There was an enclave of new immigrants in New York City in the early 1900’s where relatives congregated as they emigrated from their birthplaces for a variety of reasons. My father; to escape the inevitable draft in the army, my mother; to escape an arranged marriage. The emigres supported one another during the process of adjusting to their new way of life in the United States. Eventually, they moved on to other parts of the country when opportunities arose.
My mother, Ida Boshan, did not know my father, Charles Politzer, before arriving in New York. However, each had gravitated to that area where their relatives had already settled and they found that they had relatives in common. I have learned that Boschans and Politzers had married before.
A cousin of mine, Lilian Politzer Rubin, told me that our fathers (who were brothers) came from Siefer, Hungary. My father had done his apprenticeship as a butcher in Vienna, Austria, and, rather than face mandatory conscription into the Austro-Hungarian army, he immigrated to New York around 1906.
My mother also arrived in New York in 1906. She left home rather than become party to an arranged marriage to a local farmer, perpetrated by her parents. She grew up in Trnova, Hungary, the eldest of ten children; two brothers and seven other sisters.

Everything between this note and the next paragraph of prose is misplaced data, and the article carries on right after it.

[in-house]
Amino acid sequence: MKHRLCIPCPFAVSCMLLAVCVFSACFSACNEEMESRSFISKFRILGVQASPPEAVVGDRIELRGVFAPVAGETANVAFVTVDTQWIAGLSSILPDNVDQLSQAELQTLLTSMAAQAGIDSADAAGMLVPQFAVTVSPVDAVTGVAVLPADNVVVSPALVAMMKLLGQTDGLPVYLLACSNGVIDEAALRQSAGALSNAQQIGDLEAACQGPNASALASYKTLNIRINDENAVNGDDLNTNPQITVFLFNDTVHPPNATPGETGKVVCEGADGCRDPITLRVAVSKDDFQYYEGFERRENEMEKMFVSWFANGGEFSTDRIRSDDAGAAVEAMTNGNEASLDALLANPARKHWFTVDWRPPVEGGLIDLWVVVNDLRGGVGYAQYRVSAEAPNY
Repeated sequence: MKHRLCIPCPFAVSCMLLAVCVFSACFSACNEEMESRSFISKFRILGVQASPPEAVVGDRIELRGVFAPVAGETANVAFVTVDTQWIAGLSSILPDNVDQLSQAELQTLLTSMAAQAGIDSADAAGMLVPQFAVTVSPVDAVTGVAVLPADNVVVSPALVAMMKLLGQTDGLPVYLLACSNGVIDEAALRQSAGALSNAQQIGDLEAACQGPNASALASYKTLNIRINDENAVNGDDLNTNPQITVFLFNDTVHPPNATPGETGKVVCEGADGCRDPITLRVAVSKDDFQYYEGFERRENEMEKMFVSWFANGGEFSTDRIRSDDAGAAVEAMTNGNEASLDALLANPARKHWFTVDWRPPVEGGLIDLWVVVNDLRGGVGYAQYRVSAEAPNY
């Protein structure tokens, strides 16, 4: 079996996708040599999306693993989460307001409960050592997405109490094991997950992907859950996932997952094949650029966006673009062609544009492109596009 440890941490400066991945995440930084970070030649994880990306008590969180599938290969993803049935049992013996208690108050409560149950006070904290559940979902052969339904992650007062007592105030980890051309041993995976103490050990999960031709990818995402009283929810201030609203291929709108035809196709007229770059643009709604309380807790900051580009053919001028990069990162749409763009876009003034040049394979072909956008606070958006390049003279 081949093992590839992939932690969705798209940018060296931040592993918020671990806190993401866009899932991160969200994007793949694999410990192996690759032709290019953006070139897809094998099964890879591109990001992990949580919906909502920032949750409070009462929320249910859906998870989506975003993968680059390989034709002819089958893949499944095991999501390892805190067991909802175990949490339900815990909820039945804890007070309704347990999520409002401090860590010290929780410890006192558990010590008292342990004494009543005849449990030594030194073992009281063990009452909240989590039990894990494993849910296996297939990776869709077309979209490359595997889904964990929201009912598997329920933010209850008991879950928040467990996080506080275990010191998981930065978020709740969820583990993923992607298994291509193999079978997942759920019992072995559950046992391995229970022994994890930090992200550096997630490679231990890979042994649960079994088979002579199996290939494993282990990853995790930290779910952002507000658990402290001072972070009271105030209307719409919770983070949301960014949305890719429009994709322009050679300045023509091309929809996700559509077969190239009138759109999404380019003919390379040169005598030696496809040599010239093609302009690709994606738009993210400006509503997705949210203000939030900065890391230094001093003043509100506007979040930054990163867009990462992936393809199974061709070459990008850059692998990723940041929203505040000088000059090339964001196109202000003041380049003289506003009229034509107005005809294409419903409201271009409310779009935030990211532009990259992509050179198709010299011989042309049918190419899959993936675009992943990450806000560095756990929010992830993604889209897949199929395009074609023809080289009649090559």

It was the custom then that the oldest girl in the family must marry before the younger daughters could marry, and her younger sisters were already engaged and applying pressure. Their father had been in Kaiser Franz Joseph’s army in Herzegovina and, later, became an overseer of the Kaiser’s fields, so the family resided on a large plot of land and were farmers.
Though I have been resentful of my father’s attitude that girls were less valued than boys, it also provided me with the impetus to prove him wrong, and to strive to do my best whenever possible.
Between the two of them, I feel that I have inherited healthy and quality genes, a respect and admiration for family, and regard for citizenship. Hopefully, I have passed some of these qualities on to my own children.